Deception for Journalism's Sake: A Database

Deception for Journalism's Sake: A Database

Across the world, journalists have used undercover techniques to expose individual predators and as well as major sex crime rings.

These are stings to expose scam artists, quacks and hucksters who prey on the needs or naivete of their customers, clients, or patients.

Since the 1870s, journalists have been posing as patients or attendants to expose horrid conditions and treatment inside mental hospitals. Nellie Bly, incidentally, was not the first. 

 An undercover investigation by the Financial Times of behavior toward hostesses at The Presidents Club's annual men-only charity event in London and reaction to the story.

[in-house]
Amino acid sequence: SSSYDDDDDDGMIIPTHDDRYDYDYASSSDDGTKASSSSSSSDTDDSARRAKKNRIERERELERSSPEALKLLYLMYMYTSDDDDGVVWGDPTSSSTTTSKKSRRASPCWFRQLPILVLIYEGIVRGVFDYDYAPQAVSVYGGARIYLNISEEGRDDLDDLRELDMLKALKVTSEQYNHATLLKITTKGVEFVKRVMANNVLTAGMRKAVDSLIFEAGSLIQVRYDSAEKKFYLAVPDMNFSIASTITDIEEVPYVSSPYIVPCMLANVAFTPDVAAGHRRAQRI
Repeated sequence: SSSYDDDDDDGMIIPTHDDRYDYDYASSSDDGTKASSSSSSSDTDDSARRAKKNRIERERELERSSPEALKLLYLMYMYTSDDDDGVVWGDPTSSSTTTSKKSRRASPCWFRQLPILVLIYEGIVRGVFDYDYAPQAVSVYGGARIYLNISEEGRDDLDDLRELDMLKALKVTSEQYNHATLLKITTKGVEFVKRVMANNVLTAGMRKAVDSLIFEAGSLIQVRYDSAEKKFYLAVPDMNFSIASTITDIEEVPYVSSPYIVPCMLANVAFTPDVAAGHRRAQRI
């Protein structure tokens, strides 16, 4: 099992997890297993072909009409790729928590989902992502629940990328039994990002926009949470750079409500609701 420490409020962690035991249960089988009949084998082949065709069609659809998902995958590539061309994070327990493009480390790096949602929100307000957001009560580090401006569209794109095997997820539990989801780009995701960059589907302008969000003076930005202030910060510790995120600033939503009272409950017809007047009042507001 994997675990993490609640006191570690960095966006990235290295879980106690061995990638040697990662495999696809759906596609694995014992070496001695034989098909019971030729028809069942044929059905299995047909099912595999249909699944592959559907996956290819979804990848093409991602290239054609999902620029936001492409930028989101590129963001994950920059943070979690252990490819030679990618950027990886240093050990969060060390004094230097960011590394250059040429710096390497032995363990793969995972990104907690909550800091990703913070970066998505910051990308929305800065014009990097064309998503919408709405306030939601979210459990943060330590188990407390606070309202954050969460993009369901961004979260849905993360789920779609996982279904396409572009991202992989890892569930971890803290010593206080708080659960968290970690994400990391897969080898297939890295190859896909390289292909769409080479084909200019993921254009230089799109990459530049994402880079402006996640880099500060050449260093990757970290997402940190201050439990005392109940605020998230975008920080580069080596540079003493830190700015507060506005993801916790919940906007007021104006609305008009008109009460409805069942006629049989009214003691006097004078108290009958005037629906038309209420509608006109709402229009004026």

Among the most common of poses: journalists who elect to live as tramps, the homeless, or the abject poor.

Medicare and Medicaid fraud have been perennial reporting topics since the 1960s, often requiring undercover techniques to amass specific details.

Journalism that required costuming or even physical transformation by reporters reporting on racial, ethnic, gender or social groups not their own.

Reporters have worked as migrant laborers and shadowed undocumented workers crossing the border into the United States.